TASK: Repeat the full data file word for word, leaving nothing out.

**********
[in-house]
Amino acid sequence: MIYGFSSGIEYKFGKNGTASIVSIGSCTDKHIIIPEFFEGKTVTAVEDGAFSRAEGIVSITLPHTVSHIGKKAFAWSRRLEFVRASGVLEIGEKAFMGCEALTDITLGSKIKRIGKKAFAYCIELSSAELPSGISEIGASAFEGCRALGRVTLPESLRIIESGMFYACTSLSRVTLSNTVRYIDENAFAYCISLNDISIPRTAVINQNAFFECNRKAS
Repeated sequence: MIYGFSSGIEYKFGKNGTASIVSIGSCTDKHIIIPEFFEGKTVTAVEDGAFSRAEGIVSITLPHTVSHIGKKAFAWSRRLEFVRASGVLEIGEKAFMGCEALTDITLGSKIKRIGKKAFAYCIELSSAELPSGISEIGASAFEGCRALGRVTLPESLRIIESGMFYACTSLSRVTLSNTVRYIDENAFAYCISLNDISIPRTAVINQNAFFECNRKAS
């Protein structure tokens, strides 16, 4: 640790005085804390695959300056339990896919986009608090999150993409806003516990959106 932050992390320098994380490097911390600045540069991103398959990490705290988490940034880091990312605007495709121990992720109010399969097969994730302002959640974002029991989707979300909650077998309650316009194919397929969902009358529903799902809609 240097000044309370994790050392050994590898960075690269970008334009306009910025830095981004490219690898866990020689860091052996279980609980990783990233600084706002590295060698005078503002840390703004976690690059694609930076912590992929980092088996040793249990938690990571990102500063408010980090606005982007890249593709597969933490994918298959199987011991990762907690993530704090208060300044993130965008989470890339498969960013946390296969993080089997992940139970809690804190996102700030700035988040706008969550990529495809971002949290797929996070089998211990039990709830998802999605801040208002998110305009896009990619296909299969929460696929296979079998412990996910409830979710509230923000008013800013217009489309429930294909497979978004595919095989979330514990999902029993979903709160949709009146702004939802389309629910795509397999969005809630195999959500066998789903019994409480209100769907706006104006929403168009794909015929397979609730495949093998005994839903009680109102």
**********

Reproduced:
[in-house]
Amino acid sequence: MIYGFSSGIEYKFGKNGTASIVSIGSCTDKHIIIPEFFEGKTVTAVEDGAFSRAEGIVSITLPHTVSHIGKKAFAWSRRLEFVRASGVLEIGEKAFMGCEALTDITLGSKIKRIGKKAFAYCIELSSAELPSGISEIGASAFEGCRALGRVTLPESLRIIESGMFYACTSLSRVTLSNTVRYIDENAFAYCISLNDISIPRTAVINQNAFFECNRKAS
Repeated sequence: MIYGFSSGIEYKFGKNGTASIVSIGSCTDKHIIIPEFFEGKTVTAVEDGAFSRAEGIVSITLPHTVSHIGKKAFAWSRRLEFVRASGVLEIGEKAFMGCEALTDITLGSKIKRIGKKAFAYCIELSSAELPSGISEIGASAFEGCRALGRVTLPESLRIIESGMFYACTSLSRVTLSNTVRYIDENAFAYCISLNDISIPRTAVINQNAFFECNRKAS
């Protein structure tokens, strides 16, 4: 640790005085804390695959300056339990896919986009608090999150993409806003516990959106 932050992390320098994380490097911390600045540069991103398959990490705290988490940034880091990312605007495709121990992720109010399969097969994730302002959640974002029991989707979300909650077998309650316009194919397929969902009358529903799902809609 240097000044309370994790050392050994590898960075690269970008334009306009910025830095981004490219690898866990020689860091052996279980609980990783990233600084706002590295060698005078503002840390703004976690690059694609930076912590992929980092088996040793249990938690990571990102500063408010980090606005982007890249593709597969933490994918298959199987011991990762907690993530704090208060300044993130965008989470890339498969960013946390296969993080089997992940139970809690804190996102700030700035988040706008969550990529495809971002949290797929996070089998211990039990709830998802999605801040208002998110305009896009990619296909299969929460696929296979079998412990996910409830979710509230923000008013800013217009489309429930294909497979978004595919095989979330514990999902029993979903709160949709009146702004939802389309629910795509397999969005809630195999959500066998789903019994409480209100769907706006104006929403168009794909015929397979609730495949093998005994839903009680109102």